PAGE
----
Sign up for our COVID-19 newsletter to stay up-to-date on the latest coronavirus news throughout New York A 20-year-old man was killed in a motorcycle crash in Baldwin over the weekend.Nassau County police said a motorcyclist was riding his Yamaha westbound on Sunrise Highway when he crashed into the passenger side of an eastbound Dodge Journey that was making a left turn onto Central Avenue at 2:45 p.m. Saturday.The victim, who was ejected from the motorcycle, was taken to a local hospital, where he was pronounced dead. His identity was not immediately released.The 71-year-old woman driving the SUV was treated for non-life threatening injuries.Homicide Squad detectives impounded both vehicles and deemed the crash to be an accident.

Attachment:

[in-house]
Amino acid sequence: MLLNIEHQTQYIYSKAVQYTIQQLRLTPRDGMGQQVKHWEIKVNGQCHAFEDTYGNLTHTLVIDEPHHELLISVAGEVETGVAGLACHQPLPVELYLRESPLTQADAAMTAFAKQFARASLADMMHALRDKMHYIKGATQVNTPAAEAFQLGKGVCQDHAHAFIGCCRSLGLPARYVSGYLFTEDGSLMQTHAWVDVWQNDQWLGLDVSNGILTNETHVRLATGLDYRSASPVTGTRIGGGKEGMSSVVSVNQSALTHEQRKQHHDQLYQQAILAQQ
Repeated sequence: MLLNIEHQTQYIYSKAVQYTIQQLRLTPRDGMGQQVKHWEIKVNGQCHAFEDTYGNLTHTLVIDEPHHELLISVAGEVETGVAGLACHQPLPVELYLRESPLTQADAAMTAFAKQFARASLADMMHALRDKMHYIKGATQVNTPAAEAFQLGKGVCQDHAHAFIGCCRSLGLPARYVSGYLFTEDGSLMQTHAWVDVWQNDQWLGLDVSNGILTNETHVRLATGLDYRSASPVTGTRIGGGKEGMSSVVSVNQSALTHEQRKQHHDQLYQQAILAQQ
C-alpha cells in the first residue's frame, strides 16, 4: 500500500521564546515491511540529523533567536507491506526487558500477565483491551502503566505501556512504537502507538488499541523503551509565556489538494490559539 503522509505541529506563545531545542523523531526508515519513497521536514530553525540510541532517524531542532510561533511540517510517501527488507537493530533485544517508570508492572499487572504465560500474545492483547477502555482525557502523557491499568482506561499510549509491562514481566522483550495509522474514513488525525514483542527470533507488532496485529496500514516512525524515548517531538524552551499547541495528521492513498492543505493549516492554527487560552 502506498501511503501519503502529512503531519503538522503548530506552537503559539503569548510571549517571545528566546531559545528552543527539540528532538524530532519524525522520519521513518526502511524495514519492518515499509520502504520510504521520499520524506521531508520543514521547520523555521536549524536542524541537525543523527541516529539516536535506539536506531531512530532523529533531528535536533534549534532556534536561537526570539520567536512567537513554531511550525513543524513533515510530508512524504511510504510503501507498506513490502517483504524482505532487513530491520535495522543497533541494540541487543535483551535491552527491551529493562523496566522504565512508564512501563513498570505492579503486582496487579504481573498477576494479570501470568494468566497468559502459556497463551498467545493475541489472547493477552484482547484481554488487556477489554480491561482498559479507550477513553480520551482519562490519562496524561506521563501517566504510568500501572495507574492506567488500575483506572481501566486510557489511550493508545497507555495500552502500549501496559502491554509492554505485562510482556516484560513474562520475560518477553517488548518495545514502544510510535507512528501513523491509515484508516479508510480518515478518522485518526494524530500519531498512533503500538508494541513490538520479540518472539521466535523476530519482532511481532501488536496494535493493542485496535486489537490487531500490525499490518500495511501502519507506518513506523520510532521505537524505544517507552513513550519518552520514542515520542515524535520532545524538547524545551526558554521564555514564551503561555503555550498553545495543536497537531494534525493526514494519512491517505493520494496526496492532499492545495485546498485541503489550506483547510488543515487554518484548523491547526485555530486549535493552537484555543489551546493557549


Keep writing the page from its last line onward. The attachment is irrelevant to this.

Sign up for our COVID-19 newsletter to stay up-to-date on the latest coronavirus news throughout New York One of up to five suspects was allegedly caught in the act of stealing nearly $2 million from an armored car company’s vault in Hicksville last week, Nassau County police said.Edgar Medina, who authorities described as a career criminal currently on parole, was arrested in New Cassel after leading police on a chase from the scene of the heist at the Alpha Plaza office of Loomis at 10:20 p.m. Sunday, Aug. 16, police said.“This was an extremely sophisticated crew of burglars,” Thomas Krumpter, the acting Nassau County police commissioner, told reporters Thursday during a news conference. “I don’t recall a burglary of this size and magnitude.”Krumpter credited a keen-eyed police officer with spotting Medina, 53, of Hicksville, allegedly acting suspiciously outside the company’s nondescript building on a dead end abutting a freight train yard. Upon noticing the officer, Medina allegedly put something in his trunk and fled in a Volkswagen, he added. When the officer apprehended Medina, $1.8 million in money bags was found in the trunk, according to the commissioner.Investigators released photos of tools—including a sledge hammer, vehicle jack, crowbars and a cart—they said the crew used to penetrate the hardened facility, which authorities said had $20 million in its safe at the time of the break-in.The burglars had to break through a concrete wall to reach the safe, although Krumpter declined to go into further detail about how the crime was committed. He said the masked crew was caught on surveillance video and “did everything they could to foil the recovery of any evidence.”Police neither have a description of the other suspects nor do they know how the burglars fled. The one suspect in custody doesn’t have any ties to the company, but when asked if Major Case Bureau detectives probing the case believe it was an inside job, Krumpter would only say that the investigation is continuing.The commissioner suspected that the burglars intended to steal as much of the $20 million as they could. If they were successful, it would have eclipsed the infamous Lufthansa heist in which mobsters allegedly stole about $6 million in cash and jewels from a terminal at John F. Kennedy International Airport in 1978, one of the biggest heists in American history. That case, which was planned in Bellmore, resulted in arrests just last year—35 years later.“It’s clear this burglary was interrupted,” Krumpter said. “This burglary was ongoing when police interrupted the commission of this crime. I would image they were going to try and get as much of the money as they could.”Medina was charged with burglary, grand larceny and possession of burglars tools. His bail was set at $150,000 cash or $300,000 bond. He is due back in Nassau County court on Sept. 4.The reward for information leading to the arrest of the other suspects in this case was increased to $25,000 from the usual $5,000 that Crime Stoppers typically offers. Anyone with information is asked to call Crime Stoppers at 1-800-244-TIPS (8477). All callers will remain confidential.